The Culinary Institute also has a couple of good ones, Robin. Here's a link to the most focussed; they have a beverage service one as well: http://www.ciachef.edu/enthusiasts/training/wine.asp
And, if you like, there are some really interesing wine related movies on CDs that you might want to consider as a supplement, linking to Amazon through the WLP code. I've gathered these suggestions through the years whenever folks come up with lists of movies with interesting wine content:
For example, but not exhaustive:
“A Walk in the Clouds”, 1995. Paul Sutton, a World War II vet leaves his tin-hearted wife, and pretends to marry a pregnant Victoria Aragón, whose Mexican-American family owns a Napa vineyard. Beautiful scenery: golden sun, cottony fog, sensual grape harvest and stomping; ballet of water sprinklers fighting frost; raging vineyard fire; gnarled survivor – and a totally predictable plot. Thank goodness for Anthony Quinn.
“Babette's Feast”, 1988. Axel is uniquely suited to this story of a culinary genius who spends 14 years in Jutland smoking cod. And then one day she stuns the taciturn Jutlanders by preparing a mighty feast. … And then the miracle occurs, when these stern old puritans are seduced by the baba au rhum and the champagne [Veuve Clicquot] (which is mistaken for lemonade). [The movie is based on Isak Dinesen's short story.]
“The Secrete of Santa Vittoria”, 1969. Bombolini (Anthony Quinn) is a fairly worthless drunk in the small Italian town of Santa Vittoria in the closing days of World War II. When word comes that the Fascist government has surrendered, he climbs a water tower to tear down the flag. He can't get down and someone gets the crowd to chant his name to give him confidence. The Fascist town council hears this and believes that he is the town's new leader. They surrender to him and make him the new mayor. He rises to the occasion and when he finds that the Germans plan to occupy his town and take their wine (over a million bottles) he works out a plan to hide it.
“Eye of the Devil” (1967). Vineyard owner marquis Philippe de Montfaucon is called back to his castle Bellenac because of another dry season. He asks his wife and children to remain in London, but they still come after him. His wife Catherine de Montfaucon soon discovers that her husband is acting mysteriously and that his employees are following old pagan rituals that call for the life of the marquis himself to save the crops.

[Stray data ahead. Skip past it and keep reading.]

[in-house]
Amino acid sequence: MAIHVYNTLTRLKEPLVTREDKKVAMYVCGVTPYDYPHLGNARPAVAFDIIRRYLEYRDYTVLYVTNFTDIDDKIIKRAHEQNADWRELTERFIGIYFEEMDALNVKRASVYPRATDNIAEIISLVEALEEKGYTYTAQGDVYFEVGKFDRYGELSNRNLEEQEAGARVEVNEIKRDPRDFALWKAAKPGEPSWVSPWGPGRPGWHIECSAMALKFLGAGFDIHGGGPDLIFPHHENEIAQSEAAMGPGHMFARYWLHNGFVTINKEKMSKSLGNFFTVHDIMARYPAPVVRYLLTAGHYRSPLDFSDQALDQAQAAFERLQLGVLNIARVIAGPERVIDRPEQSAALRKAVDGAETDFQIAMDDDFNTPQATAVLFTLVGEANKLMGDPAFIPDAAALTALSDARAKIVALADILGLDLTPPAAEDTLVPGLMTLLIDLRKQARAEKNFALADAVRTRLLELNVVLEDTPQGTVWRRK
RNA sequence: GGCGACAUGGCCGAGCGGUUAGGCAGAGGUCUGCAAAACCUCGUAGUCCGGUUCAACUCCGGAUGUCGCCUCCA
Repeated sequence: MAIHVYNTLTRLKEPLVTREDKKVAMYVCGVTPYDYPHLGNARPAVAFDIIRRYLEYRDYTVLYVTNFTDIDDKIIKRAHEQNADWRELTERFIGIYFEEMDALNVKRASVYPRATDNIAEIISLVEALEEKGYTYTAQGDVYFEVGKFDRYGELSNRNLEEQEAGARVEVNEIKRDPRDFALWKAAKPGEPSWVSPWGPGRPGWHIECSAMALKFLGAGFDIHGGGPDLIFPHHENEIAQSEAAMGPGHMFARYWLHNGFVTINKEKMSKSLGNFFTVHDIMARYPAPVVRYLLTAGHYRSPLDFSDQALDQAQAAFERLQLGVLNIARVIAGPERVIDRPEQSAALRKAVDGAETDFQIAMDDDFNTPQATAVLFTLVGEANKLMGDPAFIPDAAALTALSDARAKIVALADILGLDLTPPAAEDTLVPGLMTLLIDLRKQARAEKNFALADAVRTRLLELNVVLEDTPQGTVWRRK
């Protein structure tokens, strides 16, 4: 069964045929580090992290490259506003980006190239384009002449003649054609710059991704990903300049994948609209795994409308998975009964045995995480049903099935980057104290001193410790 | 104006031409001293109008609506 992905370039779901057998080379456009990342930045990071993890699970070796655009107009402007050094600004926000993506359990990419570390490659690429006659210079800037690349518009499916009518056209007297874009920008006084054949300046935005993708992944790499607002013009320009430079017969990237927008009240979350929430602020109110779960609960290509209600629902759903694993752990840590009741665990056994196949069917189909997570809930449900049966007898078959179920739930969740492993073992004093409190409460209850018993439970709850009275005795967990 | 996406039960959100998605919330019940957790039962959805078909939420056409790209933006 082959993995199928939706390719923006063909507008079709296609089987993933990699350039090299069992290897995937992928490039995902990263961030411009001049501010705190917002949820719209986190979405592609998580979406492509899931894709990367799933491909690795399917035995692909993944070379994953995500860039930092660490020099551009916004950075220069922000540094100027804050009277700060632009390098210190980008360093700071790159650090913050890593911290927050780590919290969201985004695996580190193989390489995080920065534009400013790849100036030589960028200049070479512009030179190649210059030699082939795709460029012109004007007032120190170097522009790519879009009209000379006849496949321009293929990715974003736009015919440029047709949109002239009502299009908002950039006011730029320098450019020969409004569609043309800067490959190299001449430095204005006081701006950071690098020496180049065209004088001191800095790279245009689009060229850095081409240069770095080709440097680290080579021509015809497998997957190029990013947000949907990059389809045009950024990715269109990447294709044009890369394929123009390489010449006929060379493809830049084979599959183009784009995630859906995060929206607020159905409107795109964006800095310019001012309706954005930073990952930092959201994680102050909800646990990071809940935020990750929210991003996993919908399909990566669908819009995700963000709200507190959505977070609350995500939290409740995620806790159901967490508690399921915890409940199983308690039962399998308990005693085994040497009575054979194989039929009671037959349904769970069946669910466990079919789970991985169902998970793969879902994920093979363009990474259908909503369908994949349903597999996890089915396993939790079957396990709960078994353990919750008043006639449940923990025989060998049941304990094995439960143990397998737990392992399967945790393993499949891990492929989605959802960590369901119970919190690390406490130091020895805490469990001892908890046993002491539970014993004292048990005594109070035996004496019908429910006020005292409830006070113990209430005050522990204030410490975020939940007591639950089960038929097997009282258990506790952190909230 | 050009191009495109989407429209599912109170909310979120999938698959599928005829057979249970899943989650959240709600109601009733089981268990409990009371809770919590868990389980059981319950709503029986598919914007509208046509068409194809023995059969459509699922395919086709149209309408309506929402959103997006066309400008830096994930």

“Notorious”, 1946. The film is rich with elegant shots, the most famous beginning with the camera on a landing high above the entrance hall of Sebastian's mansion in Rio. It ends, after one unbroken movement, with a closeup of a key in Alicia's nervously twisting hand. The key will open the wine cellar, where Devlin (posing as a guest) will join Alicia in trying to find Sebastian's secret. One of the bottles contains not wine but a radioactive substance used in bombs. Of course, it could contain anything--maps, codes, diamonds--because it is a MacGuffin (Hitchcock's name for that plot element that everyone is concerned about, although it hardly matters what it is). [The wine is a 1934 Grands Vins de Bourgogne - Pommard Francois Penot & Cie – “product of France”; the break-in is discovered because Devlin places the material in a 1940 bottle after the 1934 bottle is broken.]
“The Vineyard” (1989). Dr. Elson Po is one of the world's most famous wine grower. He has a magic potion which has kept him handsome and alive during the centuries. However, the magic which rejuvenates him seem to be less and less effective. As a side project he make movies and invites a group of young, aspiring actors to his island for a party, believing that the young, handsome actress Jezebel can be his new source of life.
“This Earth is Mine”, 1959. In 1931, Elizabeth Rambeau comes from England to live in California with her aunt and uncle of a winemaking dynasty, who are still wealthy despite 12 years of Prohibition. Object: marriage to the heir of another vineyard, to further consolidate holdings in the Valley. But John Rambeau, Elizabeth's illegitimate cousin, has other ideas about who she should marry, and sharply opposes patriarch Philippe's refusal to sell wine grapes to bootleggers. John's activities bring violence to the valley, and soap opera to the Rambeau family.
"Year of the Comet", 1992. Discovering the existence of an extremely rare bottle of wine, (bottled during an earlier appearance of Halley's Comet) Margaret Harwood is sent to retrieve it so it can be sold at an auction. Tim's assigned as her travel guide/assistant for the trip. However, other people want the bottle for some strange reason. A simple little trip becomes an international chase. Great tasting note: Tim: "Son of a bitch." Maggie: "Exactly."